The House Select Committee on Climate Crisis released their Climate Blueprint — high marks for its approach and attention to detail. No, this legislation is not going anywhere, but it could serve as a template for climate legislation in a future legislative session (this is how these things typically work: detailed legislation is worked on and then put on a shelf, so if there’s an opportunity to pass something in the future, folks can grab it off the shelf, tweak it, and get moving quickly on it rather than starting from scratch). Energy Innovation modeled the expected impact of the policies included in the legislation, shown below in this colorful chart:

One area near and dear to my heart: transmission. The blueprint proposes expanding FERC’s (Federal Energy Regulatory Commission) role in transmission siting, both by transferring authorities currently held at the U.S. Department of Energy and by adding new elements as well. This is a great example of an extremely practical policy change which has great bang for the buck — providing this authority doesn’t cost anything, and it enables an agency that is already steeped in permitting processes to help streamline the process for building new transmission lines (which we desperately need more of today to continue to grow the deployment of renewable energy cost-effectively).

The plan supports and includes a future for carbon capture, nuclear, and carbon taxes (which some on the left are skeptical of), but focuses on employing standards as a major mechanism to decarbonize our electricity system and to reduce emissions from transportation.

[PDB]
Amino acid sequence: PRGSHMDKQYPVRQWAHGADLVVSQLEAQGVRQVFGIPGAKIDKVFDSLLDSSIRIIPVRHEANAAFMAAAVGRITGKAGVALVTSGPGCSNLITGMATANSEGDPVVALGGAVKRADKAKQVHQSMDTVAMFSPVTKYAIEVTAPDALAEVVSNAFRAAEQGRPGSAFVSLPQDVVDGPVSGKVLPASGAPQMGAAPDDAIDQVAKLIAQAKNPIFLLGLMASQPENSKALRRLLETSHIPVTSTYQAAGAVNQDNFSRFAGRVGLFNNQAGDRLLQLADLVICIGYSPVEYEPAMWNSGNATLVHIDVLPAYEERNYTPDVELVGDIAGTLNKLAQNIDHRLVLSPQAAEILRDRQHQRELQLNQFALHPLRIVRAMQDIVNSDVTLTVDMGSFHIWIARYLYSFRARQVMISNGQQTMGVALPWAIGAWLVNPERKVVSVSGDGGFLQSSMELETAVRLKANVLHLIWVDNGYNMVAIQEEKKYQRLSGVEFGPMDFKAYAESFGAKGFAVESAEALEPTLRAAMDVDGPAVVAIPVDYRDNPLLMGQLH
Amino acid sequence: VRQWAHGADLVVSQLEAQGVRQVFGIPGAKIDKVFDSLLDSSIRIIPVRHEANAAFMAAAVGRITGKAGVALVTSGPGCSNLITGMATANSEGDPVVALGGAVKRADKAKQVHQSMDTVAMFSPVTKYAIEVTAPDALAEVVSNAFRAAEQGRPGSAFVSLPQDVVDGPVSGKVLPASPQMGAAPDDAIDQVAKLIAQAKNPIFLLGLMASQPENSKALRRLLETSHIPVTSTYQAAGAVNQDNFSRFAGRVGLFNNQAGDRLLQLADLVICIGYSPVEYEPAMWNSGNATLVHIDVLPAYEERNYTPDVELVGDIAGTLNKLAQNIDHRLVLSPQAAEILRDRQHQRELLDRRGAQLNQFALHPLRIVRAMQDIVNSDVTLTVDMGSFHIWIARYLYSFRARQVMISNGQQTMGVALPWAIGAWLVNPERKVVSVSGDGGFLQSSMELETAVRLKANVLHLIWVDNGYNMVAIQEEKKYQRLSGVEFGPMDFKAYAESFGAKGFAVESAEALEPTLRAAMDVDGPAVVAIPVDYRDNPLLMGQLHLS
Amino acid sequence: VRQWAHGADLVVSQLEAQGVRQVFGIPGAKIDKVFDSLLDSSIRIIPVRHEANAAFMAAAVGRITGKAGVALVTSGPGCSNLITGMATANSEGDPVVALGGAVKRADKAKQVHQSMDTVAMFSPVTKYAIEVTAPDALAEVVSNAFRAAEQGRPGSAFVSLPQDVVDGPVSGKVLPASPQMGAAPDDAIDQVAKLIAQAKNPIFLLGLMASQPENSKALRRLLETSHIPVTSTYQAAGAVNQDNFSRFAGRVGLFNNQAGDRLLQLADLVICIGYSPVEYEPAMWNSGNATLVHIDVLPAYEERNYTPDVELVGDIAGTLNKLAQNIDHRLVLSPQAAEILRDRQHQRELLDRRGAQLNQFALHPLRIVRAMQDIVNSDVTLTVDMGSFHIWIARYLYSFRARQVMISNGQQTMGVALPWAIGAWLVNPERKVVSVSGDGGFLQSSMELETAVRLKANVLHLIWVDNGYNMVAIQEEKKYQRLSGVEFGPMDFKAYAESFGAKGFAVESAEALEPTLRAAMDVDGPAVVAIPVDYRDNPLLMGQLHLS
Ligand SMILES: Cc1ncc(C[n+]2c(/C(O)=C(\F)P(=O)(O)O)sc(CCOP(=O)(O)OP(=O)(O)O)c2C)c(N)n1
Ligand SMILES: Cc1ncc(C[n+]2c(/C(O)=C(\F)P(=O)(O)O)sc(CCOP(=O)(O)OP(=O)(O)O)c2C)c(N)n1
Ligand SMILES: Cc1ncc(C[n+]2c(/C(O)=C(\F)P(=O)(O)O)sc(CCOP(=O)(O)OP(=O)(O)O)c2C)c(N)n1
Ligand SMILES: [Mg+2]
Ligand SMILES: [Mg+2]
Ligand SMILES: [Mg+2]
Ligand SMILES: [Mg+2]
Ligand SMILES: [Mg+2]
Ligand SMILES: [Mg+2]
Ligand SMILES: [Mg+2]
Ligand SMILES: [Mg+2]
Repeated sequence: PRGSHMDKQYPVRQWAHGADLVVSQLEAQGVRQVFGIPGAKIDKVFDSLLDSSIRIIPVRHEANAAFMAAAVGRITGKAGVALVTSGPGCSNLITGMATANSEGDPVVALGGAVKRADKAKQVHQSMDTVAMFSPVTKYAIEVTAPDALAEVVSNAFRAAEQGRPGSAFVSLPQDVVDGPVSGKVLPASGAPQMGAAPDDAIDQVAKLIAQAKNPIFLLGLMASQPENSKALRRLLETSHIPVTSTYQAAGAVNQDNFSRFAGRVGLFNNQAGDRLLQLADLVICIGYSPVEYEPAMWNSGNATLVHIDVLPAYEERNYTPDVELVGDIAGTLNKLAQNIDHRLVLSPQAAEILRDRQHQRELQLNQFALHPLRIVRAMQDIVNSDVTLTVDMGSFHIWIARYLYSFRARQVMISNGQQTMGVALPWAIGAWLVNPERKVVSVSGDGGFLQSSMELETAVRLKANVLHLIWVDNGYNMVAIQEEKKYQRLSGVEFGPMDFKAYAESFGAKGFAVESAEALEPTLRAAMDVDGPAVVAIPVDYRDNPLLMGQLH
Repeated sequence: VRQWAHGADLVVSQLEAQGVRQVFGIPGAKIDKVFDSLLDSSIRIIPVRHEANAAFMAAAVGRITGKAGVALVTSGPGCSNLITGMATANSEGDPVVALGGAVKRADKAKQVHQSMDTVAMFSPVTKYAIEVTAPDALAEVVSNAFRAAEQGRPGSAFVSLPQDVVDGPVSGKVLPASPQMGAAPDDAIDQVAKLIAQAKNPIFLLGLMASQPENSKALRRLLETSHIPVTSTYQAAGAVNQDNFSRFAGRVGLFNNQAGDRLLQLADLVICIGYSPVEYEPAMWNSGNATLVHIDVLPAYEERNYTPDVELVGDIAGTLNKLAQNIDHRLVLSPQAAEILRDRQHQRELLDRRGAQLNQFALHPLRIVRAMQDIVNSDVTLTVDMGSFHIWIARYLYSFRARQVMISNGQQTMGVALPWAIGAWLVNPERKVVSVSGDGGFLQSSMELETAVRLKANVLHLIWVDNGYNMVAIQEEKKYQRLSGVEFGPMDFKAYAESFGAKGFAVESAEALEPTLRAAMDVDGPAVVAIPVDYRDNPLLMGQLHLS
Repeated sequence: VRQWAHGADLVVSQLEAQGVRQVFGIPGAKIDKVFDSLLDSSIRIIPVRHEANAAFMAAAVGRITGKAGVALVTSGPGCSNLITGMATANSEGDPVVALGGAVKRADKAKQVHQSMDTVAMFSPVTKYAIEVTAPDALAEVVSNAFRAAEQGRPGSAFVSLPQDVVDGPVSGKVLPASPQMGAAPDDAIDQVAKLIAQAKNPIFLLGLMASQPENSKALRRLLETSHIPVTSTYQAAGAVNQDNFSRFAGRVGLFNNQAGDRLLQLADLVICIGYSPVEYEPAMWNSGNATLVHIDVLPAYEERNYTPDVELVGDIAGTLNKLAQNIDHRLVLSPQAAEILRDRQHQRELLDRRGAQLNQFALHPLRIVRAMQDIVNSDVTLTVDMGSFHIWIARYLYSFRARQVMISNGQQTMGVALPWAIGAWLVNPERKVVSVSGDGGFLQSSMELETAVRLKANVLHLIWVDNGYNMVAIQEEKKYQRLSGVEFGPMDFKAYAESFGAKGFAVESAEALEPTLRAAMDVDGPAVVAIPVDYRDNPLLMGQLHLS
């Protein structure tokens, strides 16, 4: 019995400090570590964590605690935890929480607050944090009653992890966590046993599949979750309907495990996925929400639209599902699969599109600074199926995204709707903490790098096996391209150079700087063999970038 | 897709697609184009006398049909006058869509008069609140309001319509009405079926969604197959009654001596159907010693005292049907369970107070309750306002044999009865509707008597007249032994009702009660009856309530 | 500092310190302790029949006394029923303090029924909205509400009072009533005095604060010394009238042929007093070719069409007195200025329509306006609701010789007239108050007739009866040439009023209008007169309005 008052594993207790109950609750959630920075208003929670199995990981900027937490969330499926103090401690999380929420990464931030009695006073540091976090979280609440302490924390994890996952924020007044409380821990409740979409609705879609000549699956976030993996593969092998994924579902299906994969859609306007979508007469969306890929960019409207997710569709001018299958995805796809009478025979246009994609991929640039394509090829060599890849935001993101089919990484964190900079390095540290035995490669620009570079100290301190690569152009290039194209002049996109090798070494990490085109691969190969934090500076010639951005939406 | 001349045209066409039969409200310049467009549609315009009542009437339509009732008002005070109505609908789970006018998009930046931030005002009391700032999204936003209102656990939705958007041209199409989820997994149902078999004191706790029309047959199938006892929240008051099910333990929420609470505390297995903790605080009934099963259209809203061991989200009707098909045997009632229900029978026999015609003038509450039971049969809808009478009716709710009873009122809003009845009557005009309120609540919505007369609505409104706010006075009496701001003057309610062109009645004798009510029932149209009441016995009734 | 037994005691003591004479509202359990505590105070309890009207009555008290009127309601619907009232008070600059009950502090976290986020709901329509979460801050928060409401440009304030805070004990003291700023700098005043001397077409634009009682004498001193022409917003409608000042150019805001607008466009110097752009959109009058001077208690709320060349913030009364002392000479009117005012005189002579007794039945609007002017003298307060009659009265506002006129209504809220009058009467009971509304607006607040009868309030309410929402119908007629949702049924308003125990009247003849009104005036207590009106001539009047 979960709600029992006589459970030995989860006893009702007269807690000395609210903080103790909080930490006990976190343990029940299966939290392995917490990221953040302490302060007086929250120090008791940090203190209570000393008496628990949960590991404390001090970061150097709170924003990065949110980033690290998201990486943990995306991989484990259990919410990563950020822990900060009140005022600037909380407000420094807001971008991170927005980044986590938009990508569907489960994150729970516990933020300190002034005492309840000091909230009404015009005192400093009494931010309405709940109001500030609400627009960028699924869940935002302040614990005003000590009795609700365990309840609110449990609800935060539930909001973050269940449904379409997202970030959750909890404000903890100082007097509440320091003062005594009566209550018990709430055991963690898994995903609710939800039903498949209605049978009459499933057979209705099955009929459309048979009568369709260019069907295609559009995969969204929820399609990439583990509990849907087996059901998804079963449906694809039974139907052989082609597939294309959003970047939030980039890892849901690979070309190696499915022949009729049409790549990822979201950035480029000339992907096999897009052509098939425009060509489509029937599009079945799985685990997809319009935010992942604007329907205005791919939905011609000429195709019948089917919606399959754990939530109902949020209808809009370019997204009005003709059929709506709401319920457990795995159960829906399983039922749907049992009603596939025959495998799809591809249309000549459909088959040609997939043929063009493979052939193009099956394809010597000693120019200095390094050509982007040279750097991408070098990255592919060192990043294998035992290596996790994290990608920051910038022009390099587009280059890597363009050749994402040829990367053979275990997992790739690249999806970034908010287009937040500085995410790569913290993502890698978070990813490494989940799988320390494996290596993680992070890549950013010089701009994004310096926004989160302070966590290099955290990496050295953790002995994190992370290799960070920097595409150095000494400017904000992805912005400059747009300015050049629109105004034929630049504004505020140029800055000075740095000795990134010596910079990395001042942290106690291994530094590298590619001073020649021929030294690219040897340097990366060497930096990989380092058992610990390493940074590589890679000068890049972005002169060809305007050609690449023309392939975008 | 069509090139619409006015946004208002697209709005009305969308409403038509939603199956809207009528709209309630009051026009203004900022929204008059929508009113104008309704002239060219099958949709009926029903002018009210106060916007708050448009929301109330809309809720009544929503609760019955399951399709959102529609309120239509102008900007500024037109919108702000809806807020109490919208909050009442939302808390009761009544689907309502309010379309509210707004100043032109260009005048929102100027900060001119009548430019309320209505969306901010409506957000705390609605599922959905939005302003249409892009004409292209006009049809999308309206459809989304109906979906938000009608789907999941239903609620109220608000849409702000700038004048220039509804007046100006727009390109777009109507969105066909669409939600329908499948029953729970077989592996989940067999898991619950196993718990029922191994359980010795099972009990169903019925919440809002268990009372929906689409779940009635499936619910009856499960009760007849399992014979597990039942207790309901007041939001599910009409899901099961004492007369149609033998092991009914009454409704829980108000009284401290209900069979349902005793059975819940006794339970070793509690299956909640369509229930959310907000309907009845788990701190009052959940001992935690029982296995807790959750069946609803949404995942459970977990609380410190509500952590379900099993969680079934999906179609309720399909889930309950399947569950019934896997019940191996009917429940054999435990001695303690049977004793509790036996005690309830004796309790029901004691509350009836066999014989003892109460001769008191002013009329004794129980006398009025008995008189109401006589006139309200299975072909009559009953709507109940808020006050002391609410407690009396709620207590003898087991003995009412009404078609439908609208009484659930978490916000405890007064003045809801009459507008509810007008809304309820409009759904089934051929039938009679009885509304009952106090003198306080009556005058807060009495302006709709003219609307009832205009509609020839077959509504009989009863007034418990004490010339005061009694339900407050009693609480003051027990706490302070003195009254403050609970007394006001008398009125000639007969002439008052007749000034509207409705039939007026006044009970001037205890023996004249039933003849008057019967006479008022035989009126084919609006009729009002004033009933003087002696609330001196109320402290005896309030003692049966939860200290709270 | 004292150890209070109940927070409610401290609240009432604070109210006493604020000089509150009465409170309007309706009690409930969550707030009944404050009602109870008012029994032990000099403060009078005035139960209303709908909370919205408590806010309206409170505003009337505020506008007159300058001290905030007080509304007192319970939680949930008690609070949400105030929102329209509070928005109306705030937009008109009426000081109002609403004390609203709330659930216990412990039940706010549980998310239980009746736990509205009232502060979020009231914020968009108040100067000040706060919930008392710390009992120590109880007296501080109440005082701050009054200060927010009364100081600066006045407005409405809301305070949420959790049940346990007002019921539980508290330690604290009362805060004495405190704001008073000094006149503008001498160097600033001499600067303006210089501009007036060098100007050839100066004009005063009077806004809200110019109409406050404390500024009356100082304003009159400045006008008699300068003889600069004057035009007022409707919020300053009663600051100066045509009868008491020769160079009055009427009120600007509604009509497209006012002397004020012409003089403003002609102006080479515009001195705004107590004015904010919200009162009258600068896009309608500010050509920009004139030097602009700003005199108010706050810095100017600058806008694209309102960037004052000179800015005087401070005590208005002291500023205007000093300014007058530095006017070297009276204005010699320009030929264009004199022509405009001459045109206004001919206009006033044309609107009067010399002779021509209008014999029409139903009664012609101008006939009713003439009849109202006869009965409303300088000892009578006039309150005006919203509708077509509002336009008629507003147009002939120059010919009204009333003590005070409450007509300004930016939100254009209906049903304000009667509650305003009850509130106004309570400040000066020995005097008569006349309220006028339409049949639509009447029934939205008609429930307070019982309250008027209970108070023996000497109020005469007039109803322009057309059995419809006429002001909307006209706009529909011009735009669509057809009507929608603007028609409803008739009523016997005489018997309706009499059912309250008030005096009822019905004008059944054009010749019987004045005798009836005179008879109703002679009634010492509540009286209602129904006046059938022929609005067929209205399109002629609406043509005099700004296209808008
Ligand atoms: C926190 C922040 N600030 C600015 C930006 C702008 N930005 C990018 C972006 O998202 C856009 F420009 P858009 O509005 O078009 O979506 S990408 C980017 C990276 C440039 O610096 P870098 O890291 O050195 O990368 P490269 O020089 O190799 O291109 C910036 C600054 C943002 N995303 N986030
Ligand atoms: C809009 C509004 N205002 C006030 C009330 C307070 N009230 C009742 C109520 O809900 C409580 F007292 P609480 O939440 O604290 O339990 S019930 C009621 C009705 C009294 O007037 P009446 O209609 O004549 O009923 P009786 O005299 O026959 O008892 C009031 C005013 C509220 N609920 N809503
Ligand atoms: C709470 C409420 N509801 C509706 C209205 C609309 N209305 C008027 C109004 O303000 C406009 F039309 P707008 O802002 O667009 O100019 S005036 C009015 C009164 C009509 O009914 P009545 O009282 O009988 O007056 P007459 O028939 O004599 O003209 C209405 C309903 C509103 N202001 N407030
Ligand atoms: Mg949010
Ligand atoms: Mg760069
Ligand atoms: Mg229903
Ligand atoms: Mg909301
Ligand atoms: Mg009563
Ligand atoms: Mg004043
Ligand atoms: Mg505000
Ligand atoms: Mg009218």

Here’s coverage of the report from Axios and Vox, and here’s the actual report from the House Select Committee on Climate Crisis.

Tesla and Rivian are both in the process of offering auto insurance products to their customers. Electric vehicles are sometimes referred to as “computers with wheels;” those computers collect a lot of data. These companies have the potential to leverage this data advantage over insurance companies to offer more competitive insurance premiums. Link

Chicago area (Skokie)-based Lanzatech announced a new spinout, LanzaJet, to make sustainable aviation fuel. Link

Bloomberg Green discusses how hydrogen can offer oil and gas supermajors a path forward as the world moves to address climate change and de-emphasizes oil and gas. Link

The California Air Resources Board has put new rules in place which require all trucks sold in the state to be zero-emission by 2045 (and half zero-emission by 2035). Link

Popular car website Jalopnik profiles the cheapest electric vehicle money can buy. Link

Read more of our news and perspectives on Medium.



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manuboss